The United States v. Ireland: Are They Truly A Chasm Apart?
When you look at a map the obvious disparity leaps out. The total square footage of Ireland, a landmass surrounded by water, is nearly half the size of the Arkansas, which isn’t even close to being the largest U.S. state. Considered to be a relatively young country by Asian and European standards, the settlers arrived in the United States about 1600, while Ireland’s first inhabitants set foot upon its shores only 1,000 years after the last ice age. Since the fifth century, Ireland has remained a predominantly Catholic nation. It’s the complete opposite of the U.S., as it is one of the most culturally, socially, ethnically and religiously diverse nations in the world. The U.S. possesses the world’s largest gross domestic product and is one of the globe’s largest manufacturers. Ireland, an agricultural nation up until as recently as 1987, certainly does not have the same kind of purchasing power. (Infoplease, Web)(Central Intelligence Agency World Fact Book, web).
The vast difference in size between the two nations is certainly one of the main reasons for their disparities. Ireland has made inroads at improving their infrastructure, but it still has a long journey to achieve the same standard of organization and services the U.S. established and maintains for its economic viability. Since Ireland has traditionally been a poor country until the
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last several decades when they experienced an economic boom, which recently has plummeted to a crisis, the government simply did not have the available funds to invest in improving roads or
building highways. The lack of capital is also the culprit for a plethora of schools not being constructed, for not developing a more streamlined system of public transit, and boosting the quality of health care programs. Another reason the government may not have jump-started the country’s infrastructure is throughout its history, many Irish citizens leave their native shores to seek their rainbow in another clime. The island typically has a high emigration rate that only slowed when the economy improved by leaps and bounds in 1987. (Infoplease, Web).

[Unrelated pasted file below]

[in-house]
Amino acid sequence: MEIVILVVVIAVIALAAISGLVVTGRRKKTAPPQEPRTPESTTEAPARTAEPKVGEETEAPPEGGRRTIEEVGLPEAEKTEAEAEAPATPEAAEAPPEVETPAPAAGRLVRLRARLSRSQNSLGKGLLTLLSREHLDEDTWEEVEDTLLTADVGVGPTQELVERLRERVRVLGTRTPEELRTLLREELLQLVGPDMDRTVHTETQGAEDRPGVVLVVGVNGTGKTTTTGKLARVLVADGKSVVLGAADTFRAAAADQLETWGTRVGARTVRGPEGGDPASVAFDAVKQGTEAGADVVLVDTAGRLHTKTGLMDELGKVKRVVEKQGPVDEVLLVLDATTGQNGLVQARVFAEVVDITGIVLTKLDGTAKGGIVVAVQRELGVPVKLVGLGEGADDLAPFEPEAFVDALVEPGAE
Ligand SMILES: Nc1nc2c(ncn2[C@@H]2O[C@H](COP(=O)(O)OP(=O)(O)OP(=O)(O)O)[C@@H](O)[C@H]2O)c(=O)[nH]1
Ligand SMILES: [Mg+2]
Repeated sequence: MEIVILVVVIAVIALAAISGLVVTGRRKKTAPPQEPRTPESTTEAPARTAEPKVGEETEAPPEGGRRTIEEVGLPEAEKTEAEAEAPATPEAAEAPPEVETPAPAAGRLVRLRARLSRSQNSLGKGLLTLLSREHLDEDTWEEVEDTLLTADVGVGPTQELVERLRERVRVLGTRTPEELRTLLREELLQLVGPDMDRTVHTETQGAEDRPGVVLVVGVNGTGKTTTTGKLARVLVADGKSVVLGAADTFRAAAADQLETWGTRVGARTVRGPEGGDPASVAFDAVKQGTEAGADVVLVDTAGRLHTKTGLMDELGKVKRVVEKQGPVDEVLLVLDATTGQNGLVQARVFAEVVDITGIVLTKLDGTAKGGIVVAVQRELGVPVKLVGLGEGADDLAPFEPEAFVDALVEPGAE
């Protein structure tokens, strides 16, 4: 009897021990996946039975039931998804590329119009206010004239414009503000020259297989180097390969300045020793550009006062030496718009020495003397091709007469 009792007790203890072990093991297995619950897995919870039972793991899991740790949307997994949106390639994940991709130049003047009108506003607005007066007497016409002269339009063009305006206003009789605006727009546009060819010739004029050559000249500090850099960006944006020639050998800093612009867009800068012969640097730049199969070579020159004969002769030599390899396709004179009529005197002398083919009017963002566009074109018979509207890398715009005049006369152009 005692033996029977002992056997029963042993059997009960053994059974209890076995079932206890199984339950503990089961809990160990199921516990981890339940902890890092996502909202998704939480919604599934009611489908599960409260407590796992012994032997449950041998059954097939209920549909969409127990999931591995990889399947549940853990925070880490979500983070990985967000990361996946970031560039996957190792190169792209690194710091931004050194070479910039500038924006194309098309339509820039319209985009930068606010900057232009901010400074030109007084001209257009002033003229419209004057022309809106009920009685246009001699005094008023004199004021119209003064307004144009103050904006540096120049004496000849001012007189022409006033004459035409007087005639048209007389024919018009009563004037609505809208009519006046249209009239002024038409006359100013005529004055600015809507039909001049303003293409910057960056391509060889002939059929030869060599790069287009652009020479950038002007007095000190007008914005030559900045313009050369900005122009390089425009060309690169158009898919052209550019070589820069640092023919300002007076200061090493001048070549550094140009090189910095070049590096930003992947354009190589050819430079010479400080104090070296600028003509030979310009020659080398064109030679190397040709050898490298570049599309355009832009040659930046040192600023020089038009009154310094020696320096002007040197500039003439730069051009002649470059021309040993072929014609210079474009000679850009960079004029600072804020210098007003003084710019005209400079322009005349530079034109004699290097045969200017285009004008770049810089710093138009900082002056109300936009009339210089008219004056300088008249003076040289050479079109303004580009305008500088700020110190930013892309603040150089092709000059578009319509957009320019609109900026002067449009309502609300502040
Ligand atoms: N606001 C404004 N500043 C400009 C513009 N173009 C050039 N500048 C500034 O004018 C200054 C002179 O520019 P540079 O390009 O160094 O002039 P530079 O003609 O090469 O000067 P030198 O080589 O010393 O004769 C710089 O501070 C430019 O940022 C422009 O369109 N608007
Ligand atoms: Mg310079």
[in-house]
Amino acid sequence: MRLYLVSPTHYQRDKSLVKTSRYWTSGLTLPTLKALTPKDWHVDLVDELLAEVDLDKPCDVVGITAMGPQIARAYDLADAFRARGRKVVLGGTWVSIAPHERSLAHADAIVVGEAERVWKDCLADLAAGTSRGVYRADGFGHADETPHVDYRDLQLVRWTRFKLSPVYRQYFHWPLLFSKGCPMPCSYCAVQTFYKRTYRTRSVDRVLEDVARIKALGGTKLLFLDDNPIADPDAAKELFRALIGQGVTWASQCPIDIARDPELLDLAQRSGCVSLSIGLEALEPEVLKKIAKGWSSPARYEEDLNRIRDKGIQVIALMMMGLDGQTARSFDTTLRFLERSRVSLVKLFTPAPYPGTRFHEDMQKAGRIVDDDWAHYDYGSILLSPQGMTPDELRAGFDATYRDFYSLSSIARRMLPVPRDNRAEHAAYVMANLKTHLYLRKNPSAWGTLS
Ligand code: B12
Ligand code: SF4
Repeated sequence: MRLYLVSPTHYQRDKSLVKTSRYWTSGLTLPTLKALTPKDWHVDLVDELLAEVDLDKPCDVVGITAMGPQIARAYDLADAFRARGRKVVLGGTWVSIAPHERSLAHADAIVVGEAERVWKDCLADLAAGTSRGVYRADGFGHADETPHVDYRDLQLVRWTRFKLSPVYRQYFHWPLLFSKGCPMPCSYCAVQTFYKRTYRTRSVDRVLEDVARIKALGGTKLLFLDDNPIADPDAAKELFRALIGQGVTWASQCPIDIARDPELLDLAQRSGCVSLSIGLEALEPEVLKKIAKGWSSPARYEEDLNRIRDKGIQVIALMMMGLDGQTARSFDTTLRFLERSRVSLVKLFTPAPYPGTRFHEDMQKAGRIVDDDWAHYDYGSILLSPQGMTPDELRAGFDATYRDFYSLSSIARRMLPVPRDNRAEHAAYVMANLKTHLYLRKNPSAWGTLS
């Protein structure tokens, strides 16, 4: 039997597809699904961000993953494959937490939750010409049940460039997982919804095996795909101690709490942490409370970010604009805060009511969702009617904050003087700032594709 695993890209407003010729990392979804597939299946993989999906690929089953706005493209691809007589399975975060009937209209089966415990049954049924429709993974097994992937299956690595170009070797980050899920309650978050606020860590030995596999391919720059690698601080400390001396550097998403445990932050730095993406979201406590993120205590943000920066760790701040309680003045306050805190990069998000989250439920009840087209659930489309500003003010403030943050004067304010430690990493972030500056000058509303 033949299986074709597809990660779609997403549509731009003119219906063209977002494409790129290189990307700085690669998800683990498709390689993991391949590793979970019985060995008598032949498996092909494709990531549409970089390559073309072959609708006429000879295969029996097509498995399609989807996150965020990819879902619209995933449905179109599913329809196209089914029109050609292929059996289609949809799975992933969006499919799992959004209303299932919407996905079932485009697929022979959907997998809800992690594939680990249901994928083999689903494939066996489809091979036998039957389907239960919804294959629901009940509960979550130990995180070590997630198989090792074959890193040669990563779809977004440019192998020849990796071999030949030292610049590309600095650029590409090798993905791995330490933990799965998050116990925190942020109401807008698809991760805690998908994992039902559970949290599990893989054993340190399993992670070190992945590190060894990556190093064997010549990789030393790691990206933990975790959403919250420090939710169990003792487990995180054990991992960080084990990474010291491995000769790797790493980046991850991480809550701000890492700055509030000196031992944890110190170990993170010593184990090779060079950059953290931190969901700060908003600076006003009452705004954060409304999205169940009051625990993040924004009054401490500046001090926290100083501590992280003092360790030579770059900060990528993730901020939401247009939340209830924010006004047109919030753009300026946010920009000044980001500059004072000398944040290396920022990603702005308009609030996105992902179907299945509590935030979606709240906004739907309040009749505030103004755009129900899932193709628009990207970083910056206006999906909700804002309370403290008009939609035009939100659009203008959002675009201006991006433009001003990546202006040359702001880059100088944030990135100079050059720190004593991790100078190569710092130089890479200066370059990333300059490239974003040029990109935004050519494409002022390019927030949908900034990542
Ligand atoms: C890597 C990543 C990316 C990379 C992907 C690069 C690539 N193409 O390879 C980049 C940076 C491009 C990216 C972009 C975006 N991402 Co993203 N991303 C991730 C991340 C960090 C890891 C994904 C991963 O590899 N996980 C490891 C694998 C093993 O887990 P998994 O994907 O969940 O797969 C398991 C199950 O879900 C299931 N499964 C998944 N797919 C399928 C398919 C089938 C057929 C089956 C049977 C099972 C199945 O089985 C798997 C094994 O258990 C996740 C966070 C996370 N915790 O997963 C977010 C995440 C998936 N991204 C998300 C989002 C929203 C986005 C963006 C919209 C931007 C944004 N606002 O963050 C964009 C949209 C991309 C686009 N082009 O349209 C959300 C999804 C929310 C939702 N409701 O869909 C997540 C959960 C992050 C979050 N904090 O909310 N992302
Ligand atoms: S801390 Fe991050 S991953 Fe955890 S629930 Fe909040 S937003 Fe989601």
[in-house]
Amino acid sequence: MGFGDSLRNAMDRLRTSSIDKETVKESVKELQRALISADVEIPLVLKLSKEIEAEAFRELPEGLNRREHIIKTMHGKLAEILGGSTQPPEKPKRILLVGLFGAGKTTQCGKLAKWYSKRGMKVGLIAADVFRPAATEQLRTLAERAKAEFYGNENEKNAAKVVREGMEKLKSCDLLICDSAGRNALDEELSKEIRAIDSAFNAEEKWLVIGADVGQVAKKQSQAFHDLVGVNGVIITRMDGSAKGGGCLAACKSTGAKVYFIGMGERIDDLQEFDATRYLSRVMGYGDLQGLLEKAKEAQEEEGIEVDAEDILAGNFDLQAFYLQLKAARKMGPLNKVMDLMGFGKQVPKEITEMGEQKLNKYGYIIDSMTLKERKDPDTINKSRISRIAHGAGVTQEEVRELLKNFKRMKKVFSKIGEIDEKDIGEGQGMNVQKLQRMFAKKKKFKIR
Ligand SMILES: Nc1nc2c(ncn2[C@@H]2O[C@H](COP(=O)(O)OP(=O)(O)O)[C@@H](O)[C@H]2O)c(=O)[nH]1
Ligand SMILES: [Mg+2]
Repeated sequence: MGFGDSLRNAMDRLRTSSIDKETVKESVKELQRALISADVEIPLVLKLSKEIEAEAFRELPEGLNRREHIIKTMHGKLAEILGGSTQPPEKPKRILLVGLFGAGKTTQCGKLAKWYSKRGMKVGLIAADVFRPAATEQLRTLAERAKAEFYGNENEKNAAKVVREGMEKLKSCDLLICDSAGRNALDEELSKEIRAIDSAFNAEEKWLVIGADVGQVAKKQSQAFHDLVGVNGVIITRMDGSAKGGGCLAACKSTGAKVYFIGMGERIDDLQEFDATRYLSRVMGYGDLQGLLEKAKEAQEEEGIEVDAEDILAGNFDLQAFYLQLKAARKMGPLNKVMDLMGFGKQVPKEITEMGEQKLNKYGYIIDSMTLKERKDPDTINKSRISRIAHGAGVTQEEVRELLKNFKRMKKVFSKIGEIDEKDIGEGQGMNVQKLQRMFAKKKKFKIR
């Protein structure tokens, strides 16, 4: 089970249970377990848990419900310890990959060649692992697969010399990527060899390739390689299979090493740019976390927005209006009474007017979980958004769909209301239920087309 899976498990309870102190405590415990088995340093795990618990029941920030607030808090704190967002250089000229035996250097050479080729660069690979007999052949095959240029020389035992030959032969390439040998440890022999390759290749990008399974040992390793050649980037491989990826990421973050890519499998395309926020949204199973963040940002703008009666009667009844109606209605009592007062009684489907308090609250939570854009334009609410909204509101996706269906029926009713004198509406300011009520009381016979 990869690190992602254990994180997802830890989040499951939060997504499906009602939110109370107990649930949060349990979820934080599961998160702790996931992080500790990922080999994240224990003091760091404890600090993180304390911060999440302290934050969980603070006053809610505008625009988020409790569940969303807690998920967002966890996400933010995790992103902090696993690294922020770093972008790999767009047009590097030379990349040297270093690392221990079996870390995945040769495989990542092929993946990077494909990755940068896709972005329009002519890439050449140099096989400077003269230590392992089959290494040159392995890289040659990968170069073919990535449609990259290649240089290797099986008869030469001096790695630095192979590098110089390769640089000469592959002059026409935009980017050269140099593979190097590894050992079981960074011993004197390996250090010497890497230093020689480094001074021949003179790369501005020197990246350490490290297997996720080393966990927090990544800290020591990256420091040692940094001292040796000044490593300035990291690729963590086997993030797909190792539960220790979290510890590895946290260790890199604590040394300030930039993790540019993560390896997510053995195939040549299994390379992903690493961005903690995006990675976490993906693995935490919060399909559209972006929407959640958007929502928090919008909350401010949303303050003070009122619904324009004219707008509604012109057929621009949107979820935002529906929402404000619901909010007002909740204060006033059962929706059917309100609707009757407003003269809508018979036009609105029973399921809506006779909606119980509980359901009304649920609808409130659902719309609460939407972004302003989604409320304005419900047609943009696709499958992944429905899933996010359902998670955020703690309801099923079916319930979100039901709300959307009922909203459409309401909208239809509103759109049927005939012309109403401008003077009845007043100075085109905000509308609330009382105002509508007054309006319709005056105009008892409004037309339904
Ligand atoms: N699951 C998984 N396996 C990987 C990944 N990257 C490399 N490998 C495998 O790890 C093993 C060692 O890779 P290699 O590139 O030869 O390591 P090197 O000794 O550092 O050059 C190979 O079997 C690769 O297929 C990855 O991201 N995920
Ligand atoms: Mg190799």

Larry Donnelly, a writer for www.IrishCentral.com, published a piece on September 19, 2011 discussing the differences and similarities between Ireland and America. He admitted he has seen many Irish-Americans sneer at how highly priced consumer goods are and he claims there are reasons, such as price gouging and an expensive value added tax, but states the primary reason the Irish pay so much for products and services is because it’s an island and nearly everything needs to be imported. He likens it to Hawaii without the sun and beaches. (Donnelly, Web).
Although it was under British rule for much longer than the United States, Ireland is much more inclined towards social democracy than the U.S. The Irish are generally quite content their taxes are much higher and they spend more on goods and services than U.S. citizens, but
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the government provides more social welfare services in nearly every area than the United States. The Irish that are uninsured receive coverage through a public healthcare system that is much cheaper than what uninsured Americans spend to obtain healthcare. (Collins, p 134).
Another variance between the two nations is the massive dissimilarity in the amount of funds necessary for each nation’s citizens to obtain a college degree. The average cost for post- secondary education in Ireland is, €2,000 and in the U.S., popular colleges such as Boston College, Notre Dame or Holy Cross now easily costs $50,000. (Central Intelligence Agency World Fact Book, Web).